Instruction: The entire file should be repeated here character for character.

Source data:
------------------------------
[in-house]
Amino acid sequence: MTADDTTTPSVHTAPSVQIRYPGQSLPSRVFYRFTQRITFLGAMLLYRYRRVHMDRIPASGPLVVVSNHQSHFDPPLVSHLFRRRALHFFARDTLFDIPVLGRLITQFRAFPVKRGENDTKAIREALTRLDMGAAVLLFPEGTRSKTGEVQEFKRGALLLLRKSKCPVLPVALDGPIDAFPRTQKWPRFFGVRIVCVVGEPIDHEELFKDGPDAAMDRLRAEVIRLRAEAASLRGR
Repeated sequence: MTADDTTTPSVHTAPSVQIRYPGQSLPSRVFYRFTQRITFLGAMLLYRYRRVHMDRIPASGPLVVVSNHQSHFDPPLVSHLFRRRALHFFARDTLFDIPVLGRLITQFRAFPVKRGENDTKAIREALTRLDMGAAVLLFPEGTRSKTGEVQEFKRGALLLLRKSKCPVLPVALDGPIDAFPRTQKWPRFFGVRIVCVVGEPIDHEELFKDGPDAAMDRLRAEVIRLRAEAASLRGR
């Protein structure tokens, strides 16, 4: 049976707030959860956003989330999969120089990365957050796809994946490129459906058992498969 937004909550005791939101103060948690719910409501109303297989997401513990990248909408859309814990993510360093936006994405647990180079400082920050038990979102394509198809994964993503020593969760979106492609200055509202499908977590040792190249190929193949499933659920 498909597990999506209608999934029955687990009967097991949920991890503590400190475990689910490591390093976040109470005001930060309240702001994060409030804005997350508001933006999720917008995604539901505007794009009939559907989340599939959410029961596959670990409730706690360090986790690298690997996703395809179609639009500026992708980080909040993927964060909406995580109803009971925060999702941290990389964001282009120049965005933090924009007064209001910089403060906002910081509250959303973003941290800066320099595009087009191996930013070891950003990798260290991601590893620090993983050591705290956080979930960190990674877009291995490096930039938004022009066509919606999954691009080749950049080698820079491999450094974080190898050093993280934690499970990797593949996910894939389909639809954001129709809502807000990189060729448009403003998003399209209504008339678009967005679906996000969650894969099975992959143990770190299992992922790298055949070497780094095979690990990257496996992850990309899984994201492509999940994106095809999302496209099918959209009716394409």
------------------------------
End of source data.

[in-house]
Amino acid sequence: MTADDTTTPSVHTAPSVQIRYPGQSLPSRVFYRFTQRITFLGAMLLYRYRRVHMDRIPASGPLVVVSNHQSHFDPPLVSHLFRRRALHFFARDTLFDIPVLGRLITQFRAFPVKRGENDTKAIREALTRLDMGAAVLLFPEGTRSKTGEVQEFKRGALLLLRKSKCPVLPVALDGPIDAFPRTQKWPRFFGVRIVCVVGEPIDHEELFKDGPDAAMDRLRAEVIRLRAEAASLRGR
Repeated sequence: MTADDTTTPSVHTAPSVQIRYPGQSLPSRVFYRFTQRITFLGAMLLYRYRRVHMDRIPASGPLVVVSNHQSHFDPPLVSHLFRRRALHFFARDTLFDIPVLGRLITQFRAFPVKRGENDTKAIREALTRLDMGAAVLLFPEGTRSKTGEVQEFKRGALLLLRKSKCPVLPVALDGPIDAFPRTQKWPRFFGVRIVCVVGEPIDHEELFKDGPDAAMDRLRAEVIRLRAEAASLRGR
């Protein structure tokens, strides 16, 4: 049976707030959860956003989330999969120089990365957050796809994946490129459906058992498969 937004909550005791939101103060948690719910409501109303297989997401513990990248909408859309814990993510360093936006994405647990180079400082920050038990979102394509198809994964993503020593969760979106492609200055509202499908977590040792190249190929193949499933659920 498909597990999506209608999934029955687990009967097991949920991890503590400190475990689910490591390093976040109470005001930060309240702001994060409030804005997350508001933006999720917008995604539901505007794009009939559907989340599939959410029961596959670990409730706690360090986790690298690997996703395809179609639009500026992708980080909040993927964060909406995580109803009971925060999702941290990389964001282009120049965005933090924009007064209001910089403060906002910081509250959303973003941290800066320099595009087009191996930013070891950003990798260290991601590893620090993983050591705290956080979930960190990674877009291995490096930039938004022009066509919606999954691009080749950049080698820079491999450094974080190898050093993280934690499970990797593949996910894939389909639809954001129709809502807000990189060729448009403003998003399209209504008339678009967005679906996000969650894969099975992959143990770190299992992922790298055949070497780094095979690990990257496996992850990309899984994201492509999940994106095809999302496209099918959209009716394409």